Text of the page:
Ever since I starting cooking as a full time adult I have been a fan of the leftover meal. This is due to the fact that the kitchen is not my native habitat (that would be the couch with a cup of tea and something to read). Also because without factoring in leftovers, I found the grocery bills were just getting more and more astronomically expensive.
Over the years, I have discovered that utilising leftovers not only comes with the added bonus of not cooking two nights in a row, but they often taste better than the original meal. Soups, curries and stews in particular often thicken and become more delicious overnight magically in the fridge, leading to double bonus points all round.
It also gives you the special kind of warm and fuzzies that comes with knowing your sustainable practices are helping the environment. Because when you throw away food, you’re chucking all of the resources, water and energy that went into growing, packing and transporting it.
Sustainability Victoria’s Love Food Hate Waste website is full of practical tips, advice and recipes to help families reduce the amount of food they throw away.
But in the meantime, here are some of my all-time best keep secret tips for ways to reduce your food waste, and therefore save money, time, effort and the environment.
When cooking, consider meals that can be repurposed as leftovers. Image: iStock.
1. Plan your shopping list from the kitchen
You need to check (or assign a little helper to check for you) as you write your shopping list. This helps to avoid common conditions such as the Tower of Tinned Tuna, where multiple items are repeatedly bought each week due to a lack of memory/fear that you don’t have them and will therefore ruin dinner. Ahem.
It takes no time at all to peek in the onion bowl, count your carrots and positively identify green produce that can be utilised in your next soup as you go, and is well worth the trouble.
2. Audit existing supplies before you plan your meals
Similarly, a good starting point for planning your weekly meals is to look at the things that have been overlooked in your fridge and panty. Do you indeed have a Tower of Tinned Tuna? If that’s the case, a tomato-based tuna risotto will hit the spot. Do you find you’ve accumulated but are not getting through cheeses? Grate them into a white sauce and put a bit of old fashioned mac and cheese on the menu. The kids will love it.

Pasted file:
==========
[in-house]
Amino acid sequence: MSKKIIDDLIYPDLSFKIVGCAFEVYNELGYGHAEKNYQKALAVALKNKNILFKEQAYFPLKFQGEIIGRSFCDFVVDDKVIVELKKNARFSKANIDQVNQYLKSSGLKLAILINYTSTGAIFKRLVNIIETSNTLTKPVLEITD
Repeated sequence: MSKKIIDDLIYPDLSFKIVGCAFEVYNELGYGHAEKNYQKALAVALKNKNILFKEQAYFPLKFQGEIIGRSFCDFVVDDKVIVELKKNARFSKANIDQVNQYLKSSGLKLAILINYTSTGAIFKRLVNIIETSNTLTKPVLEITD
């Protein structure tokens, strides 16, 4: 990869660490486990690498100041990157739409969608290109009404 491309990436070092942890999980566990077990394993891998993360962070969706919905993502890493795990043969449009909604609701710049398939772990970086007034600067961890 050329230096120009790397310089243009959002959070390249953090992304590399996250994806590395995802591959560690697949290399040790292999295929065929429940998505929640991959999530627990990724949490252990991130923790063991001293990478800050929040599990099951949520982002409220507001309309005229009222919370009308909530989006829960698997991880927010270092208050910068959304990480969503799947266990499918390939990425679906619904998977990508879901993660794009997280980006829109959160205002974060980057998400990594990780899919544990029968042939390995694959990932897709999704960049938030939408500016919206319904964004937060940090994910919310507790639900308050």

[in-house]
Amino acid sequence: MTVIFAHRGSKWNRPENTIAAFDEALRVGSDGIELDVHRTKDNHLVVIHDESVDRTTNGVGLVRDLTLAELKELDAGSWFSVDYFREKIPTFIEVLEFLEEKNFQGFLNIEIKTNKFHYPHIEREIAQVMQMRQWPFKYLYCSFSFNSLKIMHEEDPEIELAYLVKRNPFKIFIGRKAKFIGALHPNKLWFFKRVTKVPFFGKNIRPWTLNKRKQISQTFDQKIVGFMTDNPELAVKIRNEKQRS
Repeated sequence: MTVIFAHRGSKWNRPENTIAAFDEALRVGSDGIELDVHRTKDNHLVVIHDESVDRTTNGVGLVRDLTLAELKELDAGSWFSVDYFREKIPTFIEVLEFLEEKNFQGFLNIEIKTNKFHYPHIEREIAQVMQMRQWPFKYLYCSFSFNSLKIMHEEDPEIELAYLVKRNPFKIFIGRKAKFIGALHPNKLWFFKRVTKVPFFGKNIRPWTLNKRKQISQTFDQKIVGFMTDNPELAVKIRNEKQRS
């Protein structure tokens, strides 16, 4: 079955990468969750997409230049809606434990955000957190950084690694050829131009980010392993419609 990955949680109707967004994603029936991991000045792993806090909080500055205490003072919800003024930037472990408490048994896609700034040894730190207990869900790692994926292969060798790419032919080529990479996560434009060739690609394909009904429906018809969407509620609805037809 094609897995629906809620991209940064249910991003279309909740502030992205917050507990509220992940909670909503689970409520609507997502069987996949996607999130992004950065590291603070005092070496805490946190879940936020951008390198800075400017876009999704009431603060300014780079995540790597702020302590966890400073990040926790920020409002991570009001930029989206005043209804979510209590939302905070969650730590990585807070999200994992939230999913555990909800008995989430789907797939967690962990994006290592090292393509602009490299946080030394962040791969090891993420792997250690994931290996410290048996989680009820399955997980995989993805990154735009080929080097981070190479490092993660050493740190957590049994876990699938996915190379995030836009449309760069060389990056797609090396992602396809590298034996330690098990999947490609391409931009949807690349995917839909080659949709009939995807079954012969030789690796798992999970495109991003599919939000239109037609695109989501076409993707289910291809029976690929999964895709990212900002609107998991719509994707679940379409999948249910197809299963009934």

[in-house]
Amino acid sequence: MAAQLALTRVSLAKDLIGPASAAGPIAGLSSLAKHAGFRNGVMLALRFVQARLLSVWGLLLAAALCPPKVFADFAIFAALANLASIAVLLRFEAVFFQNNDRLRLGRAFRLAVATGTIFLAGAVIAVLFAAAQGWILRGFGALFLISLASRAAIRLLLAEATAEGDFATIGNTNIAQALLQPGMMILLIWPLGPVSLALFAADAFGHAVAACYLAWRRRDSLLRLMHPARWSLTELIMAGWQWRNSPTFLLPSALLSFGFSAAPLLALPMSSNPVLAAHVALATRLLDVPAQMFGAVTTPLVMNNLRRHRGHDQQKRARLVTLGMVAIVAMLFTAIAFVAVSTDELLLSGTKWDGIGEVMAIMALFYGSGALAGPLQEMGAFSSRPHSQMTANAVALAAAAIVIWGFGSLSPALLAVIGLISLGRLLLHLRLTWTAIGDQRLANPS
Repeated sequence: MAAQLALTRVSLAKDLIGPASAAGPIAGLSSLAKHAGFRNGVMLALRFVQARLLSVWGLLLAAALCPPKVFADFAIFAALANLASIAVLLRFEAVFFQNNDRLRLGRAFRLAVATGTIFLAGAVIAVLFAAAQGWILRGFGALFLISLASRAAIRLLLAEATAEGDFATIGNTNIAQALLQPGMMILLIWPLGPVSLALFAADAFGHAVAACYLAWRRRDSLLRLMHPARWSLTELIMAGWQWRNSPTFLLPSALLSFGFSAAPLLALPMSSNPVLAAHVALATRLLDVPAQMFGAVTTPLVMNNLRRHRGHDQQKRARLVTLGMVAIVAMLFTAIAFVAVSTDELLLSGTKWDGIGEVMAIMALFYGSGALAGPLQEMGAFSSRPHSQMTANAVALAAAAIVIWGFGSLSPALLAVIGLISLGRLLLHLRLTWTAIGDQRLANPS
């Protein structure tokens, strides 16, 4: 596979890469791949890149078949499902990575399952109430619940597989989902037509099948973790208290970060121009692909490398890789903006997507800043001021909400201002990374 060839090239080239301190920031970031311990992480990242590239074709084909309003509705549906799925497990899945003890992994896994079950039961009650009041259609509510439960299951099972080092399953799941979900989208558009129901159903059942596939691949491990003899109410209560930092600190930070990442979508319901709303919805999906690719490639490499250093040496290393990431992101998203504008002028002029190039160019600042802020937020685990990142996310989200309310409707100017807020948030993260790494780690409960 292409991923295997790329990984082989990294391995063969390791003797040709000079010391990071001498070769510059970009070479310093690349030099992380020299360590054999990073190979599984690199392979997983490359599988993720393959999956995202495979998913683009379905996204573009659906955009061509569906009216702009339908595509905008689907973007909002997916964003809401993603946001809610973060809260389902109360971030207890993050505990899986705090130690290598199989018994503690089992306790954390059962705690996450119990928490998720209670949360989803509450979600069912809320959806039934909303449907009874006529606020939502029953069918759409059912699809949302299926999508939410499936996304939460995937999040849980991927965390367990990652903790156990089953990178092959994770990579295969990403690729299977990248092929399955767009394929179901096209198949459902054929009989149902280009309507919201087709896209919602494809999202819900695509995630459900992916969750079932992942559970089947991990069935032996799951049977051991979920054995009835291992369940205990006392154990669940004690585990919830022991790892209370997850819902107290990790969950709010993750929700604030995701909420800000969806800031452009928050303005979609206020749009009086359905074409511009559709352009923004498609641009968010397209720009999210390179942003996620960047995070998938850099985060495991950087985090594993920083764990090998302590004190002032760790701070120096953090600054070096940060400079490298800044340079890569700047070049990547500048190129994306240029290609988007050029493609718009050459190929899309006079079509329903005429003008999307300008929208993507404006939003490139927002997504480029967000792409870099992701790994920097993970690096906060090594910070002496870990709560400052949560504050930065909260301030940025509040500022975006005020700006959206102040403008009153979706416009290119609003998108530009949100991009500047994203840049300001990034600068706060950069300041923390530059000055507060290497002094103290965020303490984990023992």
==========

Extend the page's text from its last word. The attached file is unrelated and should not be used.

Check what's lurking at the back of the fridge. Image: iStock.
3. Plan for lunches using dinner leftovers
I often think about lunches in the context of dinners. Vegetarian lasagne? I’ll set aside a few roasted veggies for rather gourmet Turkish bread sandwiches that week with whatever other filling I had planned. Tuna Putanesca? A smear of it on a cheese toastie takes it up a notch. And the best dinner to lunch conversion is of course anything roasted – chicken, lamb, beef – in sandwiches.
4. Freeze leftovers in single portions
Investing in smaller sized containers is well worth it, as there is nothing worse than freezing a great big serve of Bolognese sauce, only to release you’ve thrown out half of it a day later when you couldn’t eat it all. Freeze smaller portions so you can control how much you want to use, and keep the rest for a lazy, I mean rainy, day.
5. Rework leftovers into totally new masterpieces
Now this is where you can really get creative. Tuna mornay served with rice one night can be poured over a baked potato the next. A Mexican chicken dish can be served as a stew, and then reappear as burrito. Even a stir-fry can be rearranged into an omelette or savoury pancake the next night. Impress the kids without, you know, being that impressive.
Rework leftovers - chicken stew can become the filling for pie the following night. Image: iStock.
6. Don’t plan for complicated meals mid-week
This is a golden rule in my household. Mid-week meals are fuss free. No matter what image of yourself you dream up on a Sunday afternoon that will not be you by Wednesday, after a traffic jam, toddler tantrum and a work deadline. You want simple, easy and fuss-free. Save the complexity for your next dinner party.
What tips do you have for reducing food waste?
Every year in Victoria we throw away enough food to fill the Eureka Tower. The Love Food Hate Waste campaign – by Sustainability Victoria – shares practical tips, advice and recipes to help Victorian families reduce the amount of food they throw away. Victorian households throw away an estimated $2200 a year in wasted food. Making the most of your food will save you money and help the environment by not wasting the resources, water and energy that went into producing that food. Brought to you by The Victorian Government.